Perkins+Will’s new Atlanta office presented the opportunity to transform an existing building in the heart of Midtown by both reusing the building’s worthy assets and correcting its signature faults. Recently certified LEED Platinum, with the highest score ever recorded in the Northern Hemisphere, the success of the project suggests that reuse and renovation is central to the concept of sustainability. While earning accolades for excellence in building design, one of the project’s most profound features is its renewed connection to the street. Like the building, the site design represents the humanistic values and sustainable aspirations of the firm through open, welcoming spaces and material and detail choices.
The entrance to the original 1980s building featured a circular driveway connecting to a street-level parking bay—a car-centric orientation more typical of suburban office parks. The site redesign encloses and repurposes that parking level as a spectacular new 10,000 square foot space for the Museum of Design Atlanta and replaces the driveway with a new civic plaza. This outdoor space invites the public to occupy a comfortable, tree-shaded plaza and provides access to the Museum, second-floor branch Library and Perkins+Will’s new space on the upper floors. The plaza surface utilizes porous pavers, wood decking and precast concrete bands to create a lively plaza that is used frequently as expanded event space for the museum.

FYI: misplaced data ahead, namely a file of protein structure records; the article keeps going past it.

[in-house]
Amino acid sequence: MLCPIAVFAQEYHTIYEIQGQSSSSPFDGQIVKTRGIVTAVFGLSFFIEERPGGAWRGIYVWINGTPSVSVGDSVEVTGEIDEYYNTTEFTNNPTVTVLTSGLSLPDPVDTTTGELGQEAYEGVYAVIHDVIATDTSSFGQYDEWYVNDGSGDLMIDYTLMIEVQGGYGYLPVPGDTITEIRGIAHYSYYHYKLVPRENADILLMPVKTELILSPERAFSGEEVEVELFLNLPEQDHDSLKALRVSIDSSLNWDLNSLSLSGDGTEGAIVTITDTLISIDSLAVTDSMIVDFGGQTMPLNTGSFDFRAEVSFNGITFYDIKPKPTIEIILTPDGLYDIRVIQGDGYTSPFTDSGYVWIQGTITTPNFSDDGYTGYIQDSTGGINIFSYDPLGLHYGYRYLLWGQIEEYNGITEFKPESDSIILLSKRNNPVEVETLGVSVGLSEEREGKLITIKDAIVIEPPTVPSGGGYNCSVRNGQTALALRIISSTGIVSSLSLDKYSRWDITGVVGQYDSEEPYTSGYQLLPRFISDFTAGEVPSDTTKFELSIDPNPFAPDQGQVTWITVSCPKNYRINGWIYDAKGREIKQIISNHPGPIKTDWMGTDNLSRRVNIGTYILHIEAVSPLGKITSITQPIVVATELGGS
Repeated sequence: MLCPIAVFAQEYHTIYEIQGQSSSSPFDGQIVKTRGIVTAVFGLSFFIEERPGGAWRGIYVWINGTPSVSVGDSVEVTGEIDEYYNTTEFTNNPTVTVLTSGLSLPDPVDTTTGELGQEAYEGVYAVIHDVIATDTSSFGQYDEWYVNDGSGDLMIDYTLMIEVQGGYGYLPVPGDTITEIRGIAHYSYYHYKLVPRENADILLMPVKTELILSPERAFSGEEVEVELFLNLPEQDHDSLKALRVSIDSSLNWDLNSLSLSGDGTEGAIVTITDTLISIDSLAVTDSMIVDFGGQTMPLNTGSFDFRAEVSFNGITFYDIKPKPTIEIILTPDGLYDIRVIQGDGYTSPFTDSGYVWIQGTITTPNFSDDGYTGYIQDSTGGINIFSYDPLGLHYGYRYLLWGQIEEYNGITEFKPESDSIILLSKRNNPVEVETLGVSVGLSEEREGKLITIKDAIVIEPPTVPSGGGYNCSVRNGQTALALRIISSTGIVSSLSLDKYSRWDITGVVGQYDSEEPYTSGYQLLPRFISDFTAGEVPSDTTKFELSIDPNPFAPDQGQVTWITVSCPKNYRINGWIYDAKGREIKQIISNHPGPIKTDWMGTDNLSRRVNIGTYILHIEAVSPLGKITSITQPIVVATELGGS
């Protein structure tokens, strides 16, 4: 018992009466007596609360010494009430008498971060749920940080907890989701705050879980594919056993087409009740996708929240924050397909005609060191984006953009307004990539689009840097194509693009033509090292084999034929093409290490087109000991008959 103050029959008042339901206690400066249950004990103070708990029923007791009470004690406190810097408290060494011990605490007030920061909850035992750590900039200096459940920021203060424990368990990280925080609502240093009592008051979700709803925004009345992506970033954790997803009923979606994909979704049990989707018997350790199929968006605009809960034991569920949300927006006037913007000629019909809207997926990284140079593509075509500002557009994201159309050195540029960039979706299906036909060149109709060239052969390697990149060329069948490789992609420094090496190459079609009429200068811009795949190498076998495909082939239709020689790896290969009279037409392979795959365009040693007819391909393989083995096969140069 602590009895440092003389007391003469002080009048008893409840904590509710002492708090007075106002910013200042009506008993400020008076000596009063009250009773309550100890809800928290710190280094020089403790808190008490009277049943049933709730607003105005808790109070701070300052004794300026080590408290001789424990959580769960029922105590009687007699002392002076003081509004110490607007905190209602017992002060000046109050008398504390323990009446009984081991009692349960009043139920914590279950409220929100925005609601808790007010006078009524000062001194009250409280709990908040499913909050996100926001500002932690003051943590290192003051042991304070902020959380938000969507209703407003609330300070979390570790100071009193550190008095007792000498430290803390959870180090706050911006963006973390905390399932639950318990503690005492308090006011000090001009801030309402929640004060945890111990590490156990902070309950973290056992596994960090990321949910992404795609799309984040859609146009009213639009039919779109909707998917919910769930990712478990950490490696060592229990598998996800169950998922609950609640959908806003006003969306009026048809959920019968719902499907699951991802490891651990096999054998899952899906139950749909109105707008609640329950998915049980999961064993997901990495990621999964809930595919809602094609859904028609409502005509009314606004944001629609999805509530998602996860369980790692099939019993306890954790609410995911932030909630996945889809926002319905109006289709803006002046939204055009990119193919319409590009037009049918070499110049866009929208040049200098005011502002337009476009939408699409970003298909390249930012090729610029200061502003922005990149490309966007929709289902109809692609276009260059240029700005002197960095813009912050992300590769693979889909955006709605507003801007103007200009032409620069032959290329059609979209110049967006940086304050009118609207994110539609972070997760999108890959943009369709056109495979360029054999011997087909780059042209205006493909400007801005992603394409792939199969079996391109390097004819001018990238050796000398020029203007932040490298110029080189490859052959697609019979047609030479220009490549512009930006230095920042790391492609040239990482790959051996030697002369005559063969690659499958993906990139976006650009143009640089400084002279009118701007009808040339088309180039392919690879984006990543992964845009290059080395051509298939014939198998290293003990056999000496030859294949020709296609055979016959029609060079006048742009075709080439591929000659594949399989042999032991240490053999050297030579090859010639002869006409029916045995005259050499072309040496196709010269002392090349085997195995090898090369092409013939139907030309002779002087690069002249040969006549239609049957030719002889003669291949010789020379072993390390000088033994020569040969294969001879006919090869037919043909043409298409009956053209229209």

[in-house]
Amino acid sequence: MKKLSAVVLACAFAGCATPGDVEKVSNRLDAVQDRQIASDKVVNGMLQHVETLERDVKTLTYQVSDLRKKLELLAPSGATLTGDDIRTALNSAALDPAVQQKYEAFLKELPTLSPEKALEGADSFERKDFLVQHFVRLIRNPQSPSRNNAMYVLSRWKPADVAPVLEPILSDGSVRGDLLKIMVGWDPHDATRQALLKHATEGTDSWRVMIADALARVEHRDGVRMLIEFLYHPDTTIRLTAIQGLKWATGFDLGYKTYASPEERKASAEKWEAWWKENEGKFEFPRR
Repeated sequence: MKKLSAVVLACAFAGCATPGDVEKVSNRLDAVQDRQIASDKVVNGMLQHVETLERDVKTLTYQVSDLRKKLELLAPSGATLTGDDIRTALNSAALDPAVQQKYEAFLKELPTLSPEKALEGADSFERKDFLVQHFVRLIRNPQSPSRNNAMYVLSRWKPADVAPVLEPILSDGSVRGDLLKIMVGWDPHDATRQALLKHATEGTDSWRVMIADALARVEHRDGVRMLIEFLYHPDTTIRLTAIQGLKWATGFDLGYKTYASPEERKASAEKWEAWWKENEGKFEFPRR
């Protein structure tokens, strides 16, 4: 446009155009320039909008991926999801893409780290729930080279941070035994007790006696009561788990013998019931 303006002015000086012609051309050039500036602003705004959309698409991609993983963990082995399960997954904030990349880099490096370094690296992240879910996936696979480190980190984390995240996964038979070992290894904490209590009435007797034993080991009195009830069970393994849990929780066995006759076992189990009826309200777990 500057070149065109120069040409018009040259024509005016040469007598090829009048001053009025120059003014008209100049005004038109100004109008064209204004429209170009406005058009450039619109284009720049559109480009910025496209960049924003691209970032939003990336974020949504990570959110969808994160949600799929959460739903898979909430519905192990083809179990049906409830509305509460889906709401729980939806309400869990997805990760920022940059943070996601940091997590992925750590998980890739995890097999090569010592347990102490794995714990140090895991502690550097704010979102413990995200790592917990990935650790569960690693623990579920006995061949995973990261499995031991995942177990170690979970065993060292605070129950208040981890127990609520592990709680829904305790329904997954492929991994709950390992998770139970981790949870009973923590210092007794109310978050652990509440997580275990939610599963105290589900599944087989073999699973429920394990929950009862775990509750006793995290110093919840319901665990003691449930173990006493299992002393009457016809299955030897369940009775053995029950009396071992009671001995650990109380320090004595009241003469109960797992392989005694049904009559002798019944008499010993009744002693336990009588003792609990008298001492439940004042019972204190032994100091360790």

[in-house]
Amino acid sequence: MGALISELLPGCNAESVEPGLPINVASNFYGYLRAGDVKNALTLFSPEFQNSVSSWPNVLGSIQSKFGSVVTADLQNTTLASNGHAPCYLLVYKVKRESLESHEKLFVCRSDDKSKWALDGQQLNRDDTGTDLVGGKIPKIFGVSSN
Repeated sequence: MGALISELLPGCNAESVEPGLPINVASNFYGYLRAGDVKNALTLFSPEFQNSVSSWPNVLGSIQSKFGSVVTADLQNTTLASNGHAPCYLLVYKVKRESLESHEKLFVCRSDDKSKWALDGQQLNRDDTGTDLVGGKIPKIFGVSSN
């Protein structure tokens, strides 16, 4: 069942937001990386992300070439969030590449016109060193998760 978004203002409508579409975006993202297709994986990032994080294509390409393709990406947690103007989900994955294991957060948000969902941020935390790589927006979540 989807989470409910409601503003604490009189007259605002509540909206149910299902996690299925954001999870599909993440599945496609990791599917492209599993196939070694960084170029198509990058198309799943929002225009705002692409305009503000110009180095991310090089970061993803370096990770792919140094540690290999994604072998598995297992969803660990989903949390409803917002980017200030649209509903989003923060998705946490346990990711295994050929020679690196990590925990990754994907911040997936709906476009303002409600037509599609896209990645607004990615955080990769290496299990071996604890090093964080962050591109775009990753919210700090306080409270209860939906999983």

Operating as a living lab and educational tool, the building includes high-performance features like on-site power generation through microturbines and photovoltaics, radiant heating and cooling and under-floor air distribution. Rainwater is collected from the roof, stored in a 10,000 gallon cistern, filtered and treated onsite then used for 100% of restroom flush fixtures and landscape irrigation. Overflow water fills a lobby-level water feature and is channeled into rain gardens and under the plaza where it naturally supports groundwater recharge. Tree wells under the deck eliminate the need for compacted soil, and pervious hardscapes further help reduce stormwater runoff within the limits of a tight urban site.
Higher up, the western face of the original building was completely reshaped to create an exterior terrace on the fifth floor that is used for lunches and meetings throughout the week, as well as Friday “Beer Time.” A steel trellis and motorized shade system limit solar heat gain. FSC-Certified Massaranduba wood tiles are combined with flush planters on the floor surface of the terrace. Plant materials on the terrace and throughout the site are organized around the theme of plants used in traditional medicinal applications, which ties into the healthcare and wellness practice areas of the firm.
Images Courtesy of Perkins+Will
1315 PEACHTREE STREET
PROJECT SIZE 2 acres (.8 hectares)